So, Ms, Lagarde points out that inclusive growth is important. People need to buy into the idea that all are becoming better off.
So, what can be done? The answer is not for policymakers to hold off on reforms that boost productivity and growth. Rather, policymakers should consider options that make these reforms more palatable from both a growth and distributional perspective.
With this in mind, our staff paper looks at a number of country cases and analyzes how well-targeted measures can complement reforms and offset adverse distributional impact.
So, for example, Malawian maize subsidies are grossly distorting, get rid of them. But part of that positive sum gain might be paid out to poor farmers as a basic income, say.
Awight then. And Ritchie tells us that the takeaway here is as follows:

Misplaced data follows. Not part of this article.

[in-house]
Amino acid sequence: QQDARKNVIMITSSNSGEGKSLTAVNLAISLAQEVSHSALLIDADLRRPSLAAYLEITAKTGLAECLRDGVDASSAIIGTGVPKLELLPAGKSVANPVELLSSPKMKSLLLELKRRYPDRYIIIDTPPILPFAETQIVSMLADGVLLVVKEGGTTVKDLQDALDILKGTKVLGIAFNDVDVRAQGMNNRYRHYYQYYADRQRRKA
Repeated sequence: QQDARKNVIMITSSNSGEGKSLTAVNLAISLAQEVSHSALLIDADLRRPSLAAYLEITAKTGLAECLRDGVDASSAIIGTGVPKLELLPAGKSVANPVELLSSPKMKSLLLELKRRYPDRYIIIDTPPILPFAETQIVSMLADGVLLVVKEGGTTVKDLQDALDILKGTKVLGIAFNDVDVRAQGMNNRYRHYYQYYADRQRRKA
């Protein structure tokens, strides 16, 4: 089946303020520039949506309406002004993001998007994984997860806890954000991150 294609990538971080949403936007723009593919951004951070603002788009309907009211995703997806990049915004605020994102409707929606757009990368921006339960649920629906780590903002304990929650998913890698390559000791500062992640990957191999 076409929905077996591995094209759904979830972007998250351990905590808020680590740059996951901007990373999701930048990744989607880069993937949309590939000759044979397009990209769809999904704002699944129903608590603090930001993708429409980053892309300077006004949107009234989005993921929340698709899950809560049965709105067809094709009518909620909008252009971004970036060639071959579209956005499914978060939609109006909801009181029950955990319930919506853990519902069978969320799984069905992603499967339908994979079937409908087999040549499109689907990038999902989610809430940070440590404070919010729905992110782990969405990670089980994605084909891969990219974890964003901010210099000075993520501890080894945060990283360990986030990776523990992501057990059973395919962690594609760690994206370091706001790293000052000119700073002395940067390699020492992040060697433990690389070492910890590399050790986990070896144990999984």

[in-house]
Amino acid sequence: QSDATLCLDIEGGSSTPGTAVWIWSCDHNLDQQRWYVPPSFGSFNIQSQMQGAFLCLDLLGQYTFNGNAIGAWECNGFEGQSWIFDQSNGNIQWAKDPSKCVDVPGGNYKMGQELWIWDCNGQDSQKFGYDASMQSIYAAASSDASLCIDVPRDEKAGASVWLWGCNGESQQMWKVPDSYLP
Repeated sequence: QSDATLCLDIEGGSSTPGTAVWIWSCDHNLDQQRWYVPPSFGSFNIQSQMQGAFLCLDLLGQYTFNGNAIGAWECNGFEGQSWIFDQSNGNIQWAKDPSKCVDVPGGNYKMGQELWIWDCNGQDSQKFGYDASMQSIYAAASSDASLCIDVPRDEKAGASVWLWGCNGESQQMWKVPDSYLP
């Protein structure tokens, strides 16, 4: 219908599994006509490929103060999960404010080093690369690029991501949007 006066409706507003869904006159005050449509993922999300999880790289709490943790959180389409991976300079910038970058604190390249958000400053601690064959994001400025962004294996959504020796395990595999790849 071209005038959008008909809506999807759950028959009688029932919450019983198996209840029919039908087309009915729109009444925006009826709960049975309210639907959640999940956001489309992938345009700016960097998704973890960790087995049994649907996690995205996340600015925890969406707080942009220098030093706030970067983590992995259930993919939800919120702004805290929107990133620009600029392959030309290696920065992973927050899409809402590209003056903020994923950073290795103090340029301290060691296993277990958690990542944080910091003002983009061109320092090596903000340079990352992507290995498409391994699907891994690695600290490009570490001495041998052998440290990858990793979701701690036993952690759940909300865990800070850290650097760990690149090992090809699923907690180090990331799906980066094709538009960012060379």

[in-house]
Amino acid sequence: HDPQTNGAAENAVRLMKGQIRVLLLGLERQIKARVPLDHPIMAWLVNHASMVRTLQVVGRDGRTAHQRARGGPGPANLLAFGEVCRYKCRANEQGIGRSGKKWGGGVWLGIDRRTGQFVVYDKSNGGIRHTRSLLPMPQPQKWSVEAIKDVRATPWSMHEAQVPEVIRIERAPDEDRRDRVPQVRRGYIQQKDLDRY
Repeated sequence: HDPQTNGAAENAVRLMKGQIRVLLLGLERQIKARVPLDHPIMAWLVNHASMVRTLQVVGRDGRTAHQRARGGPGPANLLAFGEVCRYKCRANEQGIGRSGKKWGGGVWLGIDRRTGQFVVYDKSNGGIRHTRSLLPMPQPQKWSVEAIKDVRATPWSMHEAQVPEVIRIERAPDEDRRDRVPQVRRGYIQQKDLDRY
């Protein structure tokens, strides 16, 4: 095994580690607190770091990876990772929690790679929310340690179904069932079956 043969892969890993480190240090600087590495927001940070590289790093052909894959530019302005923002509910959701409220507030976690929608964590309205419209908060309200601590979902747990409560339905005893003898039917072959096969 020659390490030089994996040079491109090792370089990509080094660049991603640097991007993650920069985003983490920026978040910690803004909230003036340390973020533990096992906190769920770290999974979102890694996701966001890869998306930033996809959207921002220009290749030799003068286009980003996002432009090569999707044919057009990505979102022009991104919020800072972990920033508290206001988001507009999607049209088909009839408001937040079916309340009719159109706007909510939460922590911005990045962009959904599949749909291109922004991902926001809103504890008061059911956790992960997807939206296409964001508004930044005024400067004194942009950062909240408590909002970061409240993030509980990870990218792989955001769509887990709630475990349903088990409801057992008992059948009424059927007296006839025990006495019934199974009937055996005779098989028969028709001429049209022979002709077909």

The argument is clear.
First austerity does not work.
Second, trickle down does not work.
Third, what you promote as a mechanism for growth matters: not all growth is equal and much is inequality inducing.
Fourth, what matters most of all then is growth aimed at reducing inequality. Nothing else is sustainable.
Absolutely none of which is actually said by the IMF nor Ms. Lagarde.
What they are actually saying is go gung ho for growth but spread the benefits around a bit. And they most certainly do not say that inequality increasing growth is unsustainable. They have, after all, heard of the Kuznets Curve, something our professor of practice in international political economy seems blissfully unaware of. A curve which two of the countries the IMF mentions, Malawi and Ethiopia, are undoubtedly on the wrong side of currently, inequality-wise.
Or, the TL:DR version – he’s making shit up again.